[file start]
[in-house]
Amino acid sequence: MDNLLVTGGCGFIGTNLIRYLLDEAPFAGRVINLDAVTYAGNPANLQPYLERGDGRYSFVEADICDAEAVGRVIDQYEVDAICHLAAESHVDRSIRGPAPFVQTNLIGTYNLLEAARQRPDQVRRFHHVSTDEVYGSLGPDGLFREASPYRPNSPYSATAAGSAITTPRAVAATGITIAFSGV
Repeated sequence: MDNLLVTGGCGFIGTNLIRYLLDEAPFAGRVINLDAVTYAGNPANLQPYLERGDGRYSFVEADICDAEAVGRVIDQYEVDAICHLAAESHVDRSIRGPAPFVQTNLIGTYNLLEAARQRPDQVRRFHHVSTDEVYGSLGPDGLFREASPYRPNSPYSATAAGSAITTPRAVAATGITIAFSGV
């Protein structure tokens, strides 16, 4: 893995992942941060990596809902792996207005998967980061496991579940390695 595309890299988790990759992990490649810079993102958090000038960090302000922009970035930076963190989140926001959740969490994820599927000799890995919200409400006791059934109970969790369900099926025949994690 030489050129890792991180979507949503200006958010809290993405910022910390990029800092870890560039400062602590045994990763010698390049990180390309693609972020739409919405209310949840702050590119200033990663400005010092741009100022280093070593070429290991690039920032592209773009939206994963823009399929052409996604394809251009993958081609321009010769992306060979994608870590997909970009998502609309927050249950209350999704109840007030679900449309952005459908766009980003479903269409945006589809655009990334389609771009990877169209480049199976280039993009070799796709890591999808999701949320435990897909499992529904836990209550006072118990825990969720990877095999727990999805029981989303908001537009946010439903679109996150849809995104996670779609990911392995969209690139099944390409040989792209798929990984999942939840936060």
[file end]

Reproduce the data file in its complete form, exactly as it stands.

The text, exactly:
[in-house]
Amino acid sequence: MDNLLVTGGCGFIGTNLIRYLLDEAPFAGRVINLDAVTYAGNPANLQPYLERGDGRYSFVEADICDAEAVGRVIDQYEVDAICHLAAESHVDRSIRGPAPFVQTNLIGTYNLLEAARQRPDQVRRFHHVSTDEVYGSLGPDGLFREASPYRPNSPYSATAAGSAITTPRAVAATGITIAFSGV
Repeated sequence: MDNLLVTGGCGFIGTNLIRYLLDEAPFAGRVINLDAVTYAGNPANLQPYLERGDGRYSFVEADICDAEAVGRVIDQYEVDAICHLAAESHVDRSIRGPAPFVQTNLIGTYNLLEAARQRPDQVRRFHHVSTDEVYGSLGPDGLFREASPYRPNSPYSATAAGSAITTPRAVAATGITIAFSGV
């Protein structure tokens, strides 16, 4: 893995992942941060990596809902792996207005998967980061496991579940390695 595309890299988790990759992990490649810079993102958090000038960090302000922009970035930076963190989140926001959740969490994820599927000799890995919200409400006791059934109970969790369900099926025949994690 030489050129890792991180979507949503200006958010809290993405910022910390990029800092870890560039400062602590045994990763010698390049990180390309693609972020739409919405209310949840702050590119200033990663400005010092741009100022280093070593070429290991690039920032592209773009939206994963823009399929052409996604394809251009993958081609321009010769992306060979994608870590997909970009998502609309927050249950209350999704109840007030679900449309952005459908766009980003479903269409945006589809655009990334389609771009990877169209480049199976280039993009070799796709890591999808999701949320435990897909499992529904836990209550006072118990825990969720990877095999727990999805029981989303908001537009946010439903679109996150849809995104996670779609990911392995969209690139099944390409040989792209798929990984999942939840936060």